North of Brhlovce , on the picturesque tree-lined road which climbs through the hills to Banská Štiavnica, are a couple of noteworthy spots.
The water mill just outside Bohunice was once owned and operated by the Turčan family, and was one of six in the valleys around the village which operated until the middle of the twentieth century.
After being nationalised and then closed in 1950, the Turčan mill was bought by a local museum and is now open to the public.
The large wooden water wheel and the milling machinery are all housed within the Turčans' nineteenth-century residence, the livings quarters of which have also been preserved. The wheel itself (now out of action) was powered by a surprisingly weedy-looking stream diverted via a mill-race.
A few kilometres further north is one large, single-storey building. This is one of the dozens of post-houses that once covered Slovakia as part of a communications network linking Vienna with its far-flung territories in Romania.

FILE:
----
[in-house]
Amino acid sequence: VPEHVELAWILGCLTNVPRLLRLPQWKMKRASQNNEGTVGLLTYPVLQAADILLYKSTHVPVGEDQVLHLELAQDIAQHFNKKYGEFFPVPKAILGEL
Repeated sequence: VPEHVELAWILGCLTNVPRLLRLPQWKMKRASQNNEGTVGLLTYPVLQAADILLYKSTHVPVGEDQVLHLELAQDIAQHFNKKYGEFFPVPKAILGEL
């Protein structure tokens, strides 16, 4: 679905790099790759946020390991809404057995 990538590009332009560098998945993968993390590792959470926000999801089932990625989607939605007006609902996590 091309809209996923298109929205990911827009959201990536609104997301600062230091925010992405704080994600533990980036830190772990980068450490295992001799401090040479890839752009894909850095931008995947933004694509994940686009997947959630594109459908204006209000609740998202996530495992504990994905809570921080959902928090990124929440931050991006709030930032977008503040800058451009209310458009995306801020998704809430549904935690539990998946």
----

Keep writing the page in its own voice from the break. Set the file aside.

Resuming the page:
The house is now part of an embryonic historical route, the Magna Via, intended to mark the network and which includes the Grassalkovič Palace in Bratislava (now the presidential palace). The man behind the route, former Nitra university professor Jozef Húska, is also planning to turn the post-house (which he owns) into a museum.
The timescale for this project seems a little hazy, but in the meantime he and his fellow enthusiasts are frequently to be found cooking up a local speciality, párance (a sort of pasta), in the post-house kitchen and are keen to welcome other history buffs.